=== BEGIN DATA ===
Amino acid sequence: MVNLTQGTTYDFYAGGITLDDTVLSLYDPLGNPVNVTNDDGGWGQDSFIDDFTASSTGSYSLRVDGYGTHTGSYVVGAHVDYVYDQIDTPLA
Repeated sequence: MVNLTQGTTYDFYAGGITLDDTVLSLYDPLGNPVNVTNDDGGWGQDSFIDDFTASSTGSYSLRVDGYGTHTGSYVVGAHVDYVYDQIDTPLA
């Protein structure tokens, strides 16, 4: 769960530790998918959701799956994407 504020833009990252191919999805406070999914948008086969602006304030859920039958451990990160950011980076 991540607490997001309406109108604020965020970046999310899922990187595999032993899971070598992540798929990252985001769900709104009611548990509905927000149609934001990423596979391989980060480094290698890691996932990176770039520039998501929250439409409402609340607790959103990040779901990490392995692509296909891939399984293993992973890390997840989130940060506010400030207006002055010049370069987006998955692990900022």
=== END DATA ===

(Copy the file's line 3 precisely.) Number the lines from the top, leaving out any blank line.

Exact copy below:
């Protein structure tokens, strides 16, 4: 769960530790998918959701799956994407 504020833009990252191919999805406070999914948008086969602006304030859920039958451990990160950011980076 991540607490997001309406109108604020965020970046999310899922990187595999032993899971070598992540798929990252985001769900709104009611548990509905927000149609934001990423596979391989980060480094290698890691996932990176770039520039998501929250439409409402609340607790959103990040779901990490392995692509296909891939399984293993992973890390997840989130940060506010400030207006002055010049370069987006998955692990900022």